US 'deeply disturbed' by reports of systematic rape of Muslims in China camps

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This file photo shows watchtowers on a high-security facility near what is believed to be a re-education camp in China's northwestern Xinjiang region.
This file photo shows watchtowers on a high-security facility near what is believed to be a re-education camp in China's northwestern Xinjiang region.
Greg Baker/AFP
  • The US is "deeply disturbed" by reports of systematic rape and sexual abuse against women in internment camps for ethnic Uighurs and other Muslims in China.
  • Women in the camps were subject to rape, sexual abuse and torture, BBC reported, as the State Department called for serious consequences.
  • China denied the accusations, and has said the complexes it set up in the region provided vocational training to help stamp out Islamist extremism and separatism.


The United States is "deeply disturbed" by reports of systematic rape and sexual abuse against women in internment camps for ethnic Uighurs and other Muslims in China's Xinjiang region and there must be serious consequences for atrocities committed there, the US State Department said on Wednesday.

A BBC report earlier on Wednesday said women in the camps were subject to rape, sexual abuse and torture. The British broadcaster said "several former detainees and a guard have told the BBC they experienced or saw evidence of an organised system of mass rape, sexual abuse and torture".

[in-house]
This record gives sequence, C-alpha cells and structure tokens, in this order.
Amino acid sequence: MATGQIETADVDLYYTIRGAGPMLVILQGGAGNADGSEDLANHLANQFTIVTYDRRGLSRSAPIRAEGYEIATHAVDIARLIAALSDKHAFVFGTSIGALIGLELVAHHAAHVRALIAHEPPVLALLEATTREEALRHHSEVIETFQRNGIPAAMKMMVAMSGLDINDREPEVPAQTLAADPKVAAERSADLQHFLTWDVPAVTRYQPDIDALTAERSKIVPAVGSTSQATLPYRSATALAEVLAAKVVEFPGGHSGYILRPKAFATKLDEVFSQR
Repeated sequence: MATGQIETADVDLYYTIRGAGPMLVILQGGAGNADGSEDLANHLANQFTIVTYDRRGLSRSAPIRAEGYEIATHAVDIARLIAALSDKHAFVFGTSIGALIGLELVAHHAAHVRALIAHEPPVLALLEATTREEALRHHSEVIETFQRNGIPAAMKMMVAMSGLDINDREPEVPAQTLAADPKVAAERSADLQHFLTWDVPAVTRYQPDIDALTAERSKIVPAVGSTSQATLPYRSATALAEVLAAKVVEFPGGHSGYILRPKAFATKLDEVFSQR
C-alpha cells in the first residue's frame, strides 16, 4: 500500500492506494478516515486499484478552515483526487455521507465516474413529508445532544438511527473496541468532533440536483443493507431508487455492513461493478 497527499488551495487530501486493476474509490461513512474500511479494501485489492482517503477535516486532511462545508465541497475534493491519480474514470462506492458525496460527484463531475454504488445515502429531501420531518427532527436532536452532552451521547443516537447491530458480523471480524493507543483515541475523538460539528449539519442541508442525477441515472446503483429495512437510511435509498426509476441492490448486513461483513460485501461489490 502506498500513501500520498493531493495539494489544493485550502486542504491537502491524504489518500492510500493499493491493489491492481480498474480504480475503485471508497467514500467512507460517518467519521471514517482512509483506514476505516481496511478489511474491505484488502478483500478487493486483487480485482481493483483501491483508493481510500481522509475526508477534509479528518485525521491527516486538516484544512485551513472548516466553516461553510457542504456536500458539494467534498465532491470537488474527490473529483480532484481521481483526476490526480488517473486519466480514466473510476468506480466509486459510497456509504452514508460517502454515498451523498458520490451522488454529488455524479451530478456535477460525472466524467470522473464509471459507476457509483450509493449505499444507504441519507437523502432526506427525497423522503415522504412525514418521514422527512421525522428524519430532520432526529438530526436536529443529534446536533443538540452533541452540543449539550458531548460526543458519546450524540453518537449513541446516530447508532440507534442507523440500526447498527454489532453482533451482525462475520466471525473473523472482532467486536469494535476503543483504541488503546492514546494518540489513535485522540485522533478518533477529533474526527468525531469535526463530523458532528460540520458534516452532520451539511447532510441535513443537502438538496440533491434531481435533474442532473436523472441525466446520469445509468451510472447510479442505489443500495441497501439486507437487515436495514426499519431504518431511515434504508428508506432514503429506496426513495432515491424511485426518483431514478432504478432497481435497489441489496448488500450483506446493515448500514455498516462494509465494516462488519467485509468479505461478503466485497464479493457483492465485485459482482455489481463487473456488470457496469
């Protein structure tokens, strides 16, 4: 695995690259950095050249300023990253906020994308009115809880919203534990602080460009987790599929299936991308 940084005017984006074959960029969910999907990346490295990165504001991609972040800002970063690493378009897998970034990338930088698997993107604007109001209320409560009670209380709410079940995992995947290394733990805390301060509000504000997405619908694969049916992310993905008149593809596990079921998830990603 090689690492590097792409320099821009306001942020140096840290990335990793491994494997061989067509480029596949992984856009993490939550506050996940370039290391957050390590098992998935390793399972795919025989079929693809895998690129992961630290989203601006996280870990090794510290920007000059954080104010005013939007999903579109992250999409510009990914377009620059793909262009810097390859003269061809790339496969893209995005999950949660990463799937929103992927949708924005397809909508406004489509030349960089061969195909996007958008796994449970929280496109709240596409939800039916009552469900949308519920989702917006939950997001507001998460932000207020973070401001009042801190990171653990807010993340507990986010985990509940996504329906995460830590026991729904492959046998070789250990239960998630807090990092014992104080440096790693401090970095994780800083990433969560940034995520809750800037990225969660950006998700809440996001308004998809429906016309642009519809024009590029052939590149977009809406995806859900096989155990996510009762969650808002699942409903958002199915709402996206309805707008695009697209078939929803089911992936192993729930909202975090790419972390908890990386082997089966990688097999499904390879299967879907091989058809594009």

Asked to comment, a State Department spokesperson said: "We are deeply disturbed by reports, including first-hand testimony, of systematic rape and sexual abuse against women in internment camps for ethnic Uighurs and other Muslims in Xinjiang."

The spokesperson reiterated US charges that China has committed "crimes against humanity and genocide" in Xinjiang and added: 

These atrocities shock the conscience and must be met with serious consequences.

The official said China should allow "immediate and independent investigations by international observers" into the rape allegations "in addition to the other atrocities being committed in Xinjiang".

The official did not specify what the consequences might be, but said Washington would speak out jointly with allies to condemn the atrocities and "consider all appropriate tools to promote accountability for those responsible and deter future abuses."

The previous US administration of former President Donald Trump imposed sanctions on Chinese officials and firms it linked to abuses in Xinjiang, and the administration of new President Joe Biden, which took office on 20 January, has made clear it plans to continue a tough approach to Beijing on this and other issues.

China denies accusations of abuses in Xinjiang, and has said the complexes it set up in the region provided vocational training to help stamp out Islamist extremism and separatism. Those in the facilities have since "graduated", it says.

Chinese Foreign Ministry spokesperson Wang Wenbin said the BBC report was "wholly without factual basis" and charged that the people interviewed for it had been "proved multiple times" to be "actors disseminating false information".

The Biden administration was quick to endorse a Trump administration determination that China has committed genocide in Xinjiang.

Last year, a report by a German researcher published by a Washington think tank accused China of using forced sterilization, forced abortion and coercive family planning against Muslims in Xinjiang.

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